Garden Box Construction, Part 12 (Plus a Full Day Working the Backyard)

With coffee in hand, Liz and I started off the day by going into the backyard and completing the final garden box. We began things in March, and what was supposed to be a weekend project has taken us… more like two months, versus two days.

In our defense, we did set out to build two garden boxes, not just one. But still – wow. It really has been quite the adventure (a full list of all the photos from the box construction are at the end of this post).

We mixed up the remaining soil we needed, topped off the second box…

and it’s good to go! Just like that, we have our second garden box.

You may notice a few plants in this picture.

This is actually the dreaded Japanese knotweed that’s been plaguging our backyard. It’s cropped up through our sod, and if left unchecked it just goes crazy.

Liz has gotten a spray that she uses on them, but it requires a few days (and an absence of rain) for the stuff to get absorbed and to go down into the roots. Even then, it’s no guarantee that it will kill the plant.

We were waiting on a dry period (with no rain), and some time when we could carefully spray these guys without any of the chemicals getting into the garden box soil.

If you look closely, you’ll see that the weed has actually grown up between the pond liner and the wood – in that little, little gap. These things are so nasty.

While Liz was workign on clearing our the area by our neighbor’s fence (along the east), I worked on mowing the lawn and de-thatching things.

We’ve been a bit negligent with our grass so far, and needed to fertilize and begin watering again.

Removing thatch. While most yard work is fine by me, this particular task is totally the worse. Just raking a small patch of ground, over and over again – ugh. I get tired out after like two little piles.

To make things worse, I decided to not wear my gloves out of vanity (I didn’t want to have weird suntan lines on my hands). Unfortunately, the repetitive nature of what I was doing with the raking resulted in me wearing a small little hole into my thumb. Not a blister – a hole.

After going in and patching that up a bit, I put on my gloves.

Have I mentioned I hate removing thatch?

Liz, making plans with the new garden box. It’s a bit hard to tell, but the Japanese knotweed has already started to droop a little.

Liz, removing debris from the back fence area.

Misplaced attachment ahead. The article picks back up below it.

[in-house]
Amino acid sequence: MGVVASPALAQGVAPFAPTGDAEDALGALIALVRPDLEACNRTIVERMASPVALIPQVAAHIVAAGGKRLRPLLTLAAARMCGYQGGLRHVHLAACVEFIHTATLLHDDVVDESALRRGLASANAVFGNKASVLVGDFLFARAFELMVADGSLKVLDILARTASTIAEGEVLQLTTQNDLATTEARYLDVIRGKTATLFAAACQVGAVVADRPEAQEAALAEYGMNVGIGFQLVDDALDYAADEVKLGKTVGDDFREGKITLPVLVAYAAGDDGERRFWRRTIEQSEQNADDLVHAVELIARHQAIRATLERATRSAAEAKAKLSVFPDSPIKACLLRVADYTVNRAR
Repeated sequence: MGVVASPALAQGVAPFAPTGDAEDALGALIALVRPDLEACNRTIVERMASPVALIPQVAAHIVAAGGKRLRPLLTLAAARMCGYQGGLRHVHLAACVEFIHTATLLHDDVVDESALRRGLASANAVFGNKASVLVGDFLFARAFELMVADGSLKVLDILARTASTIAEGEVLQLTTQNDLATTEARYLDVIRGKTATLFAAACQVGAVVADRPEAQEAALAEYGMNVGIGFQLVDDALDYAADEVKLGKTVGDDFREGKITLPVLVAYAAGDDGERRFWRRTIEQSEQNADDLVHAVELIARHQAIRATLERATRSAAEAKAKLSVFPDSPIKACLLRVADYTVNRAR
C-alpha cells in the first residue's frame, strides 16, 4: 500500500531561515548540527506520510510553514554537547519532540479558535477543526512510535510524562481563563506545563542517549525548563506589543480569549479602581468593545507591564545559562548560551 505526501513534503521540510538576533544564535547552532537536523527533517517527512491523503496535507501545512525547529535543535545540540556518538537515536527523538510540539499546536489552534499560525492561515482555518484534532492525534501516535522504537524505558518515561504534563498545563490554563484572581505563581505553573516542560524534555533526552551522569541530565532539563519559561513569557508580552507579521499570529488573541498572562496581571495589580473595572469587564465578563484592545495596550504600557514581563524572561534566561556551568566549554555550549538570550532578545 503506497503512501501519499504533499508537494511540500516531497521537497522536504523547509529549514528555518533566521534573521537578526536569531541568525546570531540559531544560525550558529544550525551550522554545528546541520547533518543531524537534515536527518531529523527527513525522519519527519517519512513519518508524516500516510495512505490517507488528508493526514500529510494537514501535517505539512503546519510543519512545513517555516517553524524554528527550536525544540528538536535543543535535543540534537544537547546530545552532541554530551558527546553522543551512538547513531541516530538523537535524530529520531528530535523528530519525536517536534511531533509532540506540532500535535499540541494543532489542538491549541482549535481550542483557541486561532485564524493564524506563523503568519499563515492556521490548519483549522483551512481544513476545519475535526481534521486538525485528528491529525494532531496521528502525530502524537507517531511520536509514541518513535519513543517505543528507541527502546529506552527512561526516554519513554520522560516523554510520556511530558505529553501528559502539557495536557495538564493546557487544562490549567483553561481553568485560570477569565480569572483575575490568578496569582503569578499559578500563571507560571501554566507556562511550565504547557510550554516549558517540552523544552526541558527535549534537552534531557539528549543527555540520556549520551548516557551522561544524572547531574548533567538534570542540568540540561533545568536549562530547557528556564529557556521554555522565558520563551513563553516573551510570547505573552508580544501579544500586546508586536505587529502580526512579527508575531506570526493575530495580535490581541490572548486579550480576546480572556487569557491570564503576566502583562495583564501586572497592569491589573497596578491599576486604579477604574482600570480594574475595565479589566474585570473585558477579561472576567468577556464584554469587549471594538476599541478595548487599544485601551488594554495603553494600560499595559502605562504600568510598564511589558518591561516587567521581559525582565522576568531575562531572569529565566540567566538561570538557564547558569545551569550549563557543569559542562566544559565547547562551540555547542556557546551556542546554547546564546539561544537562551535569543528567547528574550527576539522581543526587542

Our little tractor sprinkler, making the rounds, while Liz is in back, watering the sunflowers she transported from the first garden box (those suckers got huge).

There’s way more raking to do in the yard, but I did get a decent amount removed. While our grass needs some help, I’m hoping it’ll recover – particularly now that we’re being a bit more attentive.

I don’t think I mowed low enough the last time, so after adjusting my lawnmoer height today – I’m hoping that helps. Ditto for the de-thatching, fertilizier, water, and extra seed that Liz put down.

Moving forward – after I mow, it looks like I’ll have a bit of raking to do, at least until the lawn starts coming back more. And I will definitely remember to put on a pair of gloves before doing so.

The yard is starting to shape up! Hard to imagine that, once upon a time, it used to be, quite literally, a jungle out there.

Garden Box Planning Mode
Garden Box Construction, Part 1
Garden Box Construction, Part 2
Garden Box Construction, Part 3
Garden Box Construction, Part 4
Garden Box Construction, Part 5
Garden Box Construction, Part 6
Garden Box Construction, Part 7
Garden Box Construction, Part 8
Garden Box Construction, Part 9
Garden Box Construction, Part 10
Garden Box Construction, Part 11

This Post Has 2 Comments

  1. Just wondering what “de-thatching” is for and how your lawn gets thatched in the first place? I live in a temperate country where we don’t get snow in winter, and we use a catcher on the lawn mower for the clippings, I’m not sure if that has anything to do with the thatch.

    Angela T Reply

    • The “de-thatching” is to get rid of the excess/dead material that accumulates on a lawn. I think some amount of thatch is good, but too much can block water and sunlight from reaching the grass.

      I’m honestly not 100% how our lawn got like this in the first place. At the very start of winter, we mowed one final time – and I was told to cut the grass as low as possible (I also use a catcher on the mower for clippings).

      Liz was saying that we should have mowed the lawn one more time, as the grass ended up growing a bit more before the cold arrived.

      Once we got snow, I think much of the grass ended up getting covered and died – resulting in the thatch? I need to do a little more research as to the cause, because I would love to avoid this work again in the future, if possible! I’m seeing that clippings (if you use a mulching mower) do not cause thatch – but I’ll still probably collect the clippings anyhow.

      avoision Reply

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